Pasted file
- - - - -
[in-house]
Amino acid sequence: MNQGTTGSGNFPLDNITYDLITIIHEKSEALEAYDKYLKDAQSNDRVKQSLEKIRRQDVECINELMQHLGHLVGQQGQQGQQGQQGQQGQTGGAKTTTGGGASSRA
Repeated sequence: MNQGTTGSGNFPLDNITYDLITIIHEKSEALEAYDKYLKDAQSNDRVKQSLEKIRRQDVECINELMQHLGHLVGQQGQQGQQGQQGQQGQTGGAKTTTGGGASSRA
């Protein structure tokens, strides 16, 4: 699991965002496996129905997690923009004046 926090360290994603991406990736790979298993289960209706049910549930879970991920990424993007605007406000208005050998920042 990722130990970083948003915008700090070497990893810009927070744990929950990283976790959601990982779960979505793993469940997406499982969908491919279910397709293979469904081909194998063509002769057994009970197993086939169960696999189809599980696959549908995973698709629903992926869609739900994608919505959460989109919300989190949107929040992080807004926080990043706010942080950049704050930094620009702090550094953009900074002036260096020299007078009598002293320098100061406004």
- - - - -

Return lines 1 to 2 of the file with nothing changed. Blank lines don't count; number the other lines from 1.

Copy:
[in-house]
Amino acid sequence: MNQGTTGSGNFPLDNITYDLITIIHEKSEALEAYDKYLKDAQSNDRVKQSLEKIRRQDVECINELMQHLGHLVGQQGQQGQQGQQGQQGQTGGAKTTTGGGASSRA